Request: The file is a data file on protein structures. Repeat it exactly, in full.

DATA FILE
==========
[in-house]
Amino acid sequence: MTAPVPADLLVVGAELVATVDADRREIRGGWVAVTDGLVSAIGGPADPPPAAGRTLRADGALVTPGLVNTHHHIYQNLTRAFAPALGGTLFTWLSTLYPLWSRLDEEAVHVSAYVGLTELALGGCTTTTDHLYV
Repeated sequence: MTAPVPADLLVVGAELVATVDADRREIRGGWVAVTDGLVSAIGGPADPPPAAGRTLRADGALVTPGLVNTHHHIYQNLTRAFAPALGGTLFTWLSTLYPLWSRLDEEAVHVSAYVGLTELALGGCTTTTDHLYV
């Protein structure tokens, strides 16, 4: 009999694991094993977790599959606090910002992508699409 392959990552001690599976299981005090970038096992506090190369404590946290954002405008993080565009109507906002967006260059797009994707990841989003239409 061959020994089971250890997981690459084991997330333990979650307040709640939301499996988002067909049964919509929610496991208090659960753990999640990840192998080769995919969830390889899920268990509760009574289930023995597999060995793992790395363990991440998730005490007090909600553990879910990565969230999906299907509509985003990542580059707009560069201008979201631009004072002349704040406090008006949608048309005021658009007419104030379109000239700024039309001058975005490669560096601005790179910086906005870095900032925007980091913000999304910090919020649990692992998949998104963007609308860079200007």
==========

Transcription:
[in-house]
Amino acid sequence: MTAPVPADLLVVGAELVATVDADRREIRGGWVAVTDGLVSAIGGPADPPPAAGRTLRADGALVTPGLVNTHHHIYQNLTRAFAPALGGTLFTWLSTLYPLWSRLDEEAVHVSAYVGLTELALGGCTTTTDHLYV
Repeated sequence: MTAPVPADLLVVGAELVATVDADRREIRGGWVAVTDGLVSAIGGPADPPPAAGRTLRADGALVTPGLVNTHHHIYQNLTRAFAPALGGTLFTWLSTLYPLWSRLDEEAVHVSAYVGLTELALGGCTTTTDHLYV
């Protein structure tokens, strides 16, 4: 009999694991094993977790599959606090910002992508699409 392959990552001690599976299981005090970038096992506090190369404590946290954002405008993080565009109507906002967006260059797009994707990841989003239409 061959020994089971250890997981690459084991997330333990979650307040709640939301499996988002067909049964919509929610496991208090659960753990999640990840192998080769995919969830390889899920268990509760009574289930023995597999060995793992790395363990991440998730005490007090909600553990879910990565969230999906299907509509985003990542580059707009560069201008979201631009004072002349704040406090008006949608048309005021658009007419104030379109000239700024039309001058975005490669560096601005790179910086906005870095900032925007980091913000999304910090919020649990692992998949998104963007609308860079200007």